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tEchnology scan hEads Does this


greg Blackman on laser scanner technology, including three-axis scan heads and developments for ultrafast lasers


ost laser applications began with a fixed laser beam and a positioning stage that moved the part underneath the beam.

This is way too slow to be economically viable for most applications,’ says Georg Hofner, chief executive officer at Scanlab, which manufactures laser scanning devices. Those applications where fast means economically viable range from marking to solar power, and scanning can make the difference,. The widespread adoption of solar power is

going to rely on engineers increasing the sunlight conversion efficiency and making the photovoltaic cell manufacturing process much cheaper. Hofner explains how a scanning system manages to be fast enough to deliver economic improvements to the likes of photovoltaics. ‘The scanning system is only moving small mirrors, which positions the beam large distances relative to the movement of the mirror. Scanning heads are therefore dynamically much more advanced than what you can do with a linear stage.’

18 ElEctro optics l DECEMBER 2011/JANUARY 2012

One example of this speed is the recently completed Solasys project. Coordinated by the Fraunhofer Institute for Laser Technology in Aachen, Germany, Solasys demonstrated 10,000 holes per second laser drilling in metal wrap- through (MWT) and emitter wrap-through (EWT) techniques. This technology is designed to lower the proportion of a crystalline silicon solar cell covered by conducting wires and thereby improve efficiency.

Other scanning laser applications are eye

surgery and diagnostic retinal scanning. These have to be very precise with excellent reliability and accuracy. Industrial laser processing is another sector. The scanners themselves can range in price and complexity, from simple scan heads for marking costing $500, to three-axis, high-end systems that might reach $50,000. Two-axis systems have an x and y axis perpendicular to one another. As the x and y axes are typically closed-loop and servoed, they can be programmed to cover any spot in a scanning area. ‘The type of laser processing will depend on the size of the aperture,’ explains Red Aylward, president of Cambridge Technology. Larger apertures with a large mirror will give a small, focused spot, but the beam will be manipulated at a slower speed. It depends on the application as to the size of the aperture used. ‘These mirrors move extraordinarily fast,’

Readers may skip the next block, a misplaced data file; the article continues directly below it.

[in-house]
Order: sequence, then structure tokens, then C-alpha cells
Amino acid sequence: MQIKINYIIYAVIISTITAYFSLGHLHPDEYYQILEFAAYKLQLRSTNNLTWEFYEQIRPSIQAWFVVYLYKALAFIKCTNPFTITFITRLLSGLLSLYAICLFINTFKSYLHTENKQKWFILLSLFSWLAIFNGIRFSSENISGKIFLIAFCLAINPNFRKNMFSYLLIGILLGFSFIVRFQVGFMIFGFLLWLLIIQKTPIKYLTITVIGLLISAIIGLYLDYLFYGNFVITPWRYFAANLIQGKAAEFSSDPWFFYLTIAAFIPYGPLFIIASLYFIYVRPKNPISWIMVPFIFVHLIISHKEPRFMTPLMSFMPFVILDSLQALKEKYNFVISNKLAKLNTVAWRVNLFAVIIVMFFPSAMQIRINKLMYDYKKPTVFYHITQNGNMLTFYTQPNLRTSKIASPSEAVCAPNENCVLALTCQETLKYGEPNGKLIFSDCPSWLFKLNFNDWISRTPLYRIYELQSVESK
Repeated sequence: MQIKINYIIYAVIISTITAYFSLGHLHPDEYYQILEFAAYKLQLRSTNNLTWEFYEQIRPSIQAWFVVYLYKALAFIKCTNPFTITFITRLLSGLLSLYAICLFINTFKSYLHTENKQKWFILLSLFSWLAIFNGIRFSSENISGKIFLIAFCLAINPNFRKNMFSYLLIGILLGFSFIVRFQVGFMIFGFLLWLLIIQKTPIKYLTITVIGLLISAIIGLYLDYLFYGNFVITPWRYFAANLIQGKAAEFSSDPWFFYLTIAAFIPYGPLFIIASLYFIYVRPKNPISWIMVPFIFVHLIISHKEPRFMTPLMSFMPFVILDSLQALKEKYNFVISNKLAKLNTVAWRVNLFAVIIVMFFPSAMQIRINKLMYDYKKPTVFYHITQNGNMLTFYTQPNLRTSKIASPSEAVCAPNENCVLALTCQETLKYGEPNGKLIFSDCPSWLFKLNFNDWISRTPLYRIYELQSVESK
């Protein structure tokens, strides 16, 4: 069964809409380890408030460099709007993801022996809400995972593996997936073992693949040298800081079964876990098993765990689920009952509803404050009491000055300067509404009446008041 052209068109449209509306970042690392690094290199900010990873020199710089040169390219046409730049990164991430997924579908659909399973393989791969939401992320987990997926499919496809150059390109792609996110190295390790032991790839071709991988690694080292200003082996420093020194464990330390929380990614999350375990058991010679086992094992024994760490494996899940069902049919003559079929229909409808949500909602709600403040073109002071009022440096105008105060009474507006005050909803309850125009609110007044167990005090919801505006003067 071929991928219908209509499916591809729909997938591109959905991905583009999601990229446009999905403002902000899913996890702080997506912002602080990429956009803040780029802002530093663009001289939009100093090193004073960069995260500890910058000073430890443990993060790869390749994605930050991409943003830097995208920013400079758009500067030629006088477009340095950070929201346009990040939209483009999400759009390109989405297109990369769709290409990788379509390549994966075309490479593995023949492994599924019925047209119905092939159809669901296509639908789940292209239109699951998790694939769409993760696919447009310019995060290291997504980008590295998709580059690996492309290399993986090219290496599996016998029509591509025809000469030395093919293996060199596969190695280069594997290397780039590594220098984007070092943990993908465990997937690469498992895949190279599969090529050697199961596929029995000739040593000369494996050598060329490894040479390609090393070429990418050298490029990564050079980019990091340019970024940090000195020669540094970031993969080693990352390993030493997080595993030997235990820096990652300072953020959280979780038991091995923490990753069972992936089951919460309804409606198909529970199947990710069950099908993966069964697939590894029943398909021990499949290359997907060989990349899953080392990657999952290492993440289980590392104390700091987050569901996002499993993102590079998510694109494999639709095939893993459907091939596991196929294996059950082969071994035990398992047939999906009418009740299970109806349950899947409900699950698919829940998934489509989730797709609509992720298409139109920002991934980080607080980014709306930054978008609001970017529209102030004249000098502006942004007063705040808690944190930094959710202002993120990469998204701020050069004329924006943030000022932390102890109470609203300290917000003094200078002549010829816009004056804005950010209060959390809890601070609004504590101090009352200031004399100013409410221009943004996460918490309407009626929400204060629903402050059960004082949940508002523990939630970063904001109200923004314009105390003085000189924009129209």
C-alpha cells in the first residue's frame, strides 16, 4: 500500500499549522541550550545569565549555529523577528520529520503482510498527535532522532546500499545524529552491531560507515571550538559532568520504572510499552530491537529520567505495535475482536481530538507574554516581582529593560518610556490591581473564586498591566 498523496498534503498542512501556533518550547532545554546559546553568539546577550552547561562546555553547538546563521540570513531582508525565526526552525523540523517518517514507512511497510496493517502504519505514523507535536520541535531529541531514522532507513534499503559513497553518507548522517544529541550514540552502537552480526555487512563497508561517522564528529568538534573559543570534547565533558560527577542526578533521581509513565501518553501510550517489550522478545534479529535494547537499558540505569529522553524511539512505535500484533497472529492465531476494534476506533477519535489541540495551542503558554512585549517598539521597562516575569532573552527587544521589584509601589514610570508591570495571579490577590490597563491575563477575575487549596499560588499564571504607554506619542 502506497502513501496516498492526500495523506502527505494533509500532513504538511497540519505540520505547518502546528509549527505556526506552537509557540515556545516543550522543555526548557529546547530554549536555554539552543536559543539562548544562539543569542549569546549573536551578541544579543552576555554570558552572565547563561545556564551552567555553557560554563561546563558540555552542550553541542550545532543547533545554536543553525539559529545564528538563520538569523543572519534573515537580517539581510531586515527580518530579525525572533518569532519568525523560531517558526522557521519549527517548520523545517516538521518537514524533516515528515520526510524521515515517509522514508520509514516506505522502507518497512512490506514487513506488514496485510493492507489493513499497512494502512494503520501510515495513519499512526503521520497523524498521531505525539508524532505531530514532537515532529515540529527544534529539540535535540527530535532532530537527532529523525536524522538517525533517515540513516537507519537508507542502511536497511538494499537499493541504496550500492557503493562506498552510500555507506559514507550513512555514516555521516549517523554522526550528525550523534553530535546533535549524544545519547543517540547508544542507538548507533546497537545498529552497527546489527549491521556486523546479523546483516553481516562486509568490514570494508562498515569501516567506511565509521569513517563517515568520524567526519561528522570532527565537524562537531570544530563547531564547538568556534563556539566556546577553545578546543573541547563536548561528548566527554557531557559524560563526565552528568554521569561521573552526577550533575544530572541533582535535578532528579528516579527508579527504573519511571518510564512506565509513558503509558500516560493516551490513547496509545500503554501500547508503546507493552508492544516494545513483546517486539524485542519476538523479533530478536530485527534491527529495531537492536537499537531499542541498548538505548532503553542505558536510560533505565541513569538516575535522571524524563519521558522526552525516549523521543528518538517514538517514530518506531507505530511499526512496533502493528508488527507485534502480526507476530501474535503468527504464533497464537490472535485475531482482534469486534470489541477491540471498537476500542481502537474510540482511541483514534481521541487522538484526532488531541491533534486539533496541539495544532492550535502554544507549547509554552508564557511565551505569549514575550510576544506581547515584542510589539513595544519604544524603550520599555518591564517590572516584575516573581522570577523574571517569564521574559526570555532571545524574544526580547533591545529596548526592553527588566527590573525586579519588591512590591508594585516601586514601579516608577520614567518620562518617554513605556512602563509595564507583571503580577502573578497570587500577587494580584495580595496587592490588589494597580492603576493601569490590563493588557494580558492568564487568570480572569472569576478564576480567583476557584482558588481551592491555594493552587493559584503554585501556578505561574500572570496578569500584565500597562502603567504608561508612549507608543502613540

Aylward states. ‘Scanning systems can drill 3,000 holes in a circuit board in one second with a small spot size and very fine positioning. The beam has to accelerate to a position, stop, drill the hole, accelerate to the next spot and drill the hole, 3,000 times a second.’ Cambridge Technology provides 28 models of galvanometers, including open-loop, closed- loop and resonant varieties, plus scan heads, controllers, and scanning subsystems. They cover clear apertures from 1 to 100mm, laser powers from milliwatts to several kilowatts, and wavelengths from deep UV to the far infrared. Most galvanometers are closed-looped systems, which have a positioning feedback device built into them. ‘A lot of the performance of the galvo is dependent upon the precision of the feedback device, in terms of its accuracy, its thermal stability, its noise floor, and repeatability,’ says Aylward.

adding a z-axis Adding a third axis makes the system more complex, but allows 3D geometries to be processed. In two axis systems, an f-theta lens is used to alter the focal point dynamically as the beam sweeps over the workpiece. David Freihofer, director, optical scanning components at Cambridge Technology, explains: ‘As the galvo

Image courtesy of Cambridge Technology

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